A key concept to keep in mind when formatting documents (and webpages) is to organize information using headings and subheadings. This crucial point not only makes a big difference for screen reader tools, it is also helpful for anyone reading the document.
Thanks to the Media Accessibility Project for developing these materials.
Full Manual with How-To’s
Creating Accessible Course Content Manual
On October 4th, our team (sans our wonderful students, whose selection will be publicly announced soon!) met on campus to explore the resources already available at LaGuardia and connect the dots between our various, inter-departmental goals, needs, and skills.
Having faculty and staff in the room from as diverse a spread as Health Science, Theatre, the library, IT, and the Office for Students with Disabilities helped us gather an abundance of information, all by using the principles of inclusive design to get us there.
Creating and representing information verbally, visually, kinesthetically, and in written form allowed us to model, in our own meeting, some classroom practices that allow as students to latch onto the way they learn best while also practicing other kinds of skills.
We split into groups and discussed six questions; as groups, we wrote the ideas down and taped them to different sections of the room walls. Each section corresponded to a different question. Examining the gallery after our group discussions allowed time for social decompression/alone time, individual processing, and reading what other groups had come up with. We then synthesized the information in a very generative group discussion.
Below, I have compiled the questions and the notes we all took to start answering them. Please feel free to hop into the comments to add ideas and questions!
What resources can you offer to support and expand inclusive design at the college?
- Increase education about already-available tech access
- Increase education about accessibility features of Windows 10
- Increase education about using built-in accessible features of smart classrooms
- Distribute PDFs on how to make documents accessible (with reminder that you only need to learn how to do this once)
- Design a library website that all students can use equally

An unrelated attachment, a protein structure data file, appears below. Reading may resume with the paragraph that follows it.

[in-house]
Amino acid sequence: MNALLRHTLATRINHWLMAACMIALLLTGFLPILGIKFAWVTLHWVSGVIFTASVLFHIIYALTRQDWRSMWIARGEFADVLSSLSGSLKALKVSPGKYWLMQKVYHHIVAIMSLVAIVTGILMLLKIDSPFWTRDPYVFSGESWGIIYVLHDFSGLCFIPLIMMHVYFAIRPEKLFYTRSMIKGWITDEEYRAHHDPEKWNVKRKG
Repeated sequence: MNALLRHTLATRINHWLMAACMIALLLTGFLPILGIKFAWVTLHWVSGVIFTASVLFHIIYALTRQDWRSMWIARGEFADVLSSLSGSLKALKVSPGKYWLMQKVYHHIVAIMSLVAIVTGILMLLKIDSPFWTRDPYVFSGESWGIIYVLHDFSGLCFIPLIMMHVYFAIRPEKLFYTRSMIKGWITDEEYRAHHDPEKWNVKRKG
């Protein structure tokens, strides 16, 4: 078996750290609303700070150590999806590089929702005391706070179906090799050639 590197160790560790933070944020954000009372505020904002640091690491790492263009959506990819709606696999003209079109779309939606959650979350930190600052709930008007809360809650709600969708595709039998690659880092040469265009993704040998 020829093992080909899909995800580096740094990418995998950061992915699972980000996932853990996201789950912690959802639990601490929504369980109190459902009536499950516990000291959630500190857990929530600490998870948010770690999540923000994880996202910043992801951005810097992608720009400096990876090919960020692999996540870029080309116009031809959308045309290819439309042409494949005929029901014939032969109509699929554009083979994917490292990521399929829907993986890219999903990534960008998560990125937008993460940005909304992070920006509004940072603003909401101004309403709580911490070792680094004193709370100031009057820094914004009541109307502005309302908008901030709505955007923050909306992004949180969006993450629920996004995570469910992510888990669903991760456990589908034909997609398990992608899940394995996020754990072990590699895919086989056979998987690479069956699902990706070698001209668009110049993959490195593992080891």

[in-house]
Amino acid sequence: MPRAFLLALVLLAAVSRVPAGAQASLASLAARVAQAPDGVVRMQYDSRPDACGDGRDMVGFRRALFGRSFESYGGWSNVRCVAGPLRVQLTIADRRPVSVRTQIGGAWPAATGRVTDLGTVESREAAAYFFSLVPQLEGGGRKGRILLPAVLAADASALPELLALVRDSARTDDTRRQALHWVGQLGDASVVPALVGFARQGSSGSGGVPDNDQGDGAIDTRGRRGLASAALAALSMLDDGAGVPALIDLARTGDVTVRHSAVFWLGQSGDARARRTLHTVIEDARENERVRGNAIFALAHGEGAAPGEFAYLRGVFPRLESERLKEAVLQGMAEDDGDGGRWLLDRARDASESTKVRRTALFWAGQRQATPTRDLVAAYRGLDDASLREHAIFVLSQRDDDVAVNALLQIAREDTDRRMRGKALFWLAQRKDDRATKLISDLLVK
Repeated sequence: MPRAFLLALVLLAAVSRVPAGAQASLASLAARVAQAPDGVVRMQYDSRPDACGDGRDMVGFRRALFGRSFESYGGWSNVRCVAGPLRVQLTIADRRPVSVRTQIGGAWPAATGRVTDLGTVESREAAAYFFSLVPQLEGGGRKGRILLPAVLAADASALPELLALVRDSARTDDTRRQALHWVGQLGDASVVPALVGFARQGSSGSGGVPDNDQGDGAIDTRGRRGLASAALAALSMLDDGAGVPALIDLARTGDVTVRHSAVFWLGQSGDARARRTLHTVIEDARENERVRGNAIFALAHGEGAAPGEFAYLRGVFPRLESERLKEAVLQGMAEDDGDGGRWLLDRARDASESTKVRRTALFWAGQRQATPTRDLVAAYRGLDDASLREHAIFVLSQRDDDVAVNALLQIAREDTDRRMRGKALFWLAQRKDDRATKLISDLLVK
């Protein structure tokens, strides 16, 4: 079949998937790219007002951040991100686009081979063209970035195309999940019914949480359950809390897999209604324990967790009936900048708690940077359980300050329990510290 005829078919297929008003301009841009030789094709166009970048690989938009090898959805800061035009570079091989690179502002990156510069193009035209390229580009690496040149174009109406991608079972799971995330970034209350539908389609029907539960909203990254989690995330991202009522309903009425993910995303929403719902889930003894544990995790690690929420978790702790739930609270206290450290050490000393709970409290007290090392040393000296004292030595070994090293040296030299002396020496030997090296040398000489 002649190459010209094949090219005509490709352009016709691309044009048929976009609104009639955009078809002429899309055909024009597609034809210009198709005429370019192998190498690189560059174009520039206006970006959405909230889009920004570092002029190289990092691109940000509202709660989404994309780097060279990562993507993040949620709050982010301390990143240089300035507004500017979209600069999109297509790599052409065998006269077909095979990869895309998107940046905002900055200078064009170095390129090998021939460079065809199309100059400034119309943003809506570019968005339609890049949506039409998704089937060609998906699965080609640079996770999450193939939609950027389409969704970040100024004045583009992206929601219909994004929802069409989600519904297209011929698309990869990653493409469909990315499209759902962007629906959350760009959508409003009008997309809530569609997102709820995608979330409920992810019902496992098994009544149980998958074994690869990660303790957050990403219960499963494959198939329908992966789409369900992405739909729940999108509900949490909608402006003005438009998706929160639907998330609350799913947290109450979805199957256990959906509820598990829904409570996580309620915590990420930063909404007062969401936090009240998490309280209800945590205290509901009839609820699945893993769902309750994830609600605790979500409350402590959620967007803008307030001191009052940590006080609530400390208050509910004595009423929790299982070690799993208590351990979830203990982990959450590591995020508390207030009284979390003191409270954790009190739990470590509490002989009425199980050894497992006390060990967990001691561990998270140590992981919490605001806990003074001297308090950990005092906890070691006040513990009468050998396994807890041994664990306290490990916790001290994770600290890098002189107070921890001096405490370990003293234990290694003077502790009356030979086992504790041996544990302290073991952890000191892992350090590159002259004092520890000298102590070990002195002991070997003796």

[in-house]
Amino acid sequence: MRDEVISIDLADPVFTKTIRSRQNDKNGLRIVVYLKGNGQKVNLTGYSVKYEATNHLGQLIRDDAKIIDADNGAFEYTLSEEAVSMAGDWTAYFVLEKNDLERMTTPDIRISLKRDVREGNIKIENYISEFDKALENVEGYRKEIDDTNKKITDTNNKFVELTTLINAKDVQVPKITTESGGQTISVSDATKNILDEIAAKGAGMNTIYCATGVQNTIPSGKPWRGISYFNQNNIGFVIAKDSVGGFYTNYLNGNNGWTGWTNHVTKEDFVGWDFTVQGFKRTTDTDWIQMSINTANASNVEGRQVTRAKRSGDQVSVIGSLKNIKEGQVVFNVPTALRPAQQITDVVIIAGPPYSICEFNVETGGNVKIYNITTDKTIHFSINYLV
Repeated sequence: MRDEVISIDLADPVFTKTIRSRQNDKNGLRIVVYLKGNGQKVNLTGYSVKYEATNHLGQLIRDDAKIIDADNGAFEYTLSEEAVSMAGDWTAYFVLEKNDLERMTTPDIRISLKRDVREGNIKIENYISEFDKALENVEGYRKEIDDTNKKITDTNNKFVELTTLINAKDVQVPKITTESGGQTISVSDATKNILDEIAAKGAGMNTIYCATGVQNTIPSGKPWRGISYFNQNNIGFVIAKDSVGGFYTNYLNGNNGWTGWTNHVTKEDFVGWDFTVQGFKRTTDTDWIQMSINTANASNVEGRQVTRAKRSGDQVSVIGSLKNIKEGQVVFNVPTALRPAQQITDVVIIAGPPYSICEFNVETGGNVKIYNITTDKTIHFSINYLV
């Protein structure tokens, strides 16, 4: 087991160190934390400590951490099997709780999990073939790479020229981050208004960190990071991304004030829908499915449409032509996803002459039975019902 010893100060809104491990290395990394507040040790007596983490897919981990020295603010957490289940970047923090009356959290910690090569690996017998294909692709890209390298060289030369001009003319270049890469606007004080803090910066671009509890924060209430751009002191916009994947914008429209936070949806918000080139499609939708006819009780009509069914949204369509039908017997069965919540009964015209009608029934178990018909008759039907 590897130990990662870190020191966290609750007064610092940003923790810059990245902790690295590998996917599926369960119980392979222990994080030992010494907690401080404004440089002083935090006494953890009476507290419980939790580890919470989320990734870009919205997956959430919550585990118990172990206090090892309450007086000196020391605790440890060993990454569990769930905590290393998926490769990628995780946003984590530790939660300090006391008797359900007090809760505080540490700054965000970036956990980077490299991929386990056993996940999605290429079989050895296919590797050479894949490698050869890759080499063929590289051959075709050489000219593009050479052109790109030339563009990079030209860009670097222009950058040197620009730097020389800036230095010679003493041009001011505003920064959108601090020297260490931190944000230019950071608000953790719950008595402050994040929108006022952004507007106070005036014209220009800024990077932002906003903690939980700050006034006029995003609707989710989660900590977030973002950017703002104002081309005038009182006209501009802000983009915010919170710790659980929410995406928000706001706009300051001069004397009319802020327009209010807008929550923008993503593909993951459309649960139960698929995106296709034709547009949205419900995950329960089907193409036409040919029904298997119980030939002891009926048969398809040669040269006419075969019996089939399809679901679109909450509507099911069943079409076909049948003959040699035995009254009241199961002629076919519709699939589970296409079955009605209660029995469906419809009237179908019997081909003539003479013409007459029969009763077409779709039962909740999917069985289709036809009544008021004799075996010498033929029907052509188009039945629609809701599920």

- Constructing a UDL-design syllabus template
How can you help with the student survey this fall?
- Promotion through the library website and social media
- Online via Blackboard
- Can send to any group/sample of any group of students
- Can make it available in study halls and library open area (on the desktops)
- Offer freebies (“a chance of winning…” for filling out survey)
- Department meeting announcements
How do we build the CUNY network for inclusive design?
- CUNY CTL Council
- Present at CUNY IT Conference
- CUNY Accessibility Conference
- Teach@CUNY Day
- CUNY-wide library listservs
- CUNY dis/ability listserv
- Populate CUNY Commons site (here!) and form public group on Commons (forthcoming!)
- Invite Queensborough, Lehman, to show us some UDL practices
- Cross-CUNY workshops
- UDL toolkit with syllabi template
- UDL certification for educators (professional development, certified in UDL practices after 4 seminars, for example)
How can we promote/implement Accessibility 101 — UDL for educators?
- Framing it as Decolonizing the Classroom rather than Accessibility 101
- Enlist faculty to run educational/enrichment opportunities, partnered with experts from outside the college
- Present information as a talk/sharing research rather than a workshop per se
- Citing work toward these goals already underway at other campuses
- Tying our work to retention and graduation rates
- Host student-led panels about barriers to learning
- Branding — make UDL something people have heard of and are curious about
- Connect our goals with LGCC competencies, thinking through how to expand concepts with other class activities
- Open up pedagogical practices
- Create a culture of continual learning
- Remind people that many faculty already are using these techniques
- Demonstrate possibilities for faculty
- Reframing and translating what this is (e.g. decolonizing practices)
- Creating concept maps that transcend and include all elements within/across different professional development opportunities
What do YOU really need to be effective in cultivating inclusive design at the college?
- Student feedback and input
- Interdisciplinary partners
- Student usability study of website
- Activity sharepoints/space for faculty exchange [of pedagogical ideas, struggles, practices]
- Supportive systems for encouragement of faculty around skills and knowledge already within each of us
- Solid theoretical frameworks
- Internal systems to assist in design/activities (eg. closed captioning creation)
- Finding ways of sharing the burden/raising people’s consciousness
This semester, based on your experiences and research with DfA so far, each faculty pilot will be revising or developing a low-stakes activity to implement with their students in Fall 2017.
By Friday October 6, please post a draft of your low-stakes activity and name it something like: Low Stakes Activity – [Your Name] so your critiquer can easily find your post and reply to it with their feedback. Please assign your post the “low-stakes activity” category in the dashboard. If you choose to password protect it in the Publish window on upper right of dashboard, please use our agreed-upon password that Jenn emailed us on September 19, 2017.
In your post, be sure to include:
- a *brief* overview with (A) the course learning objective(s) that your activity addresses, (B) your rationale for revising or developing the activity with a more inclusive learning environment in mind, and (C) the connection with your research questions, and
- the actual instructions you will give your students
- a couple of questions you have for your peer critiquer(s) about the activity design, e.g., is it clear what I’m asking when I tell students to do such-and-such?
We will peer critique each others’ activity drafts using assigned partners so everyone gets feedback (we’ll “draw names” at our meeting on 10/4.)
Feedback for your colleague(s) is due on 10/13.
After responding to the colleague whose name you selected, you are encouraged to respond to additional colleagues’ activities if you like!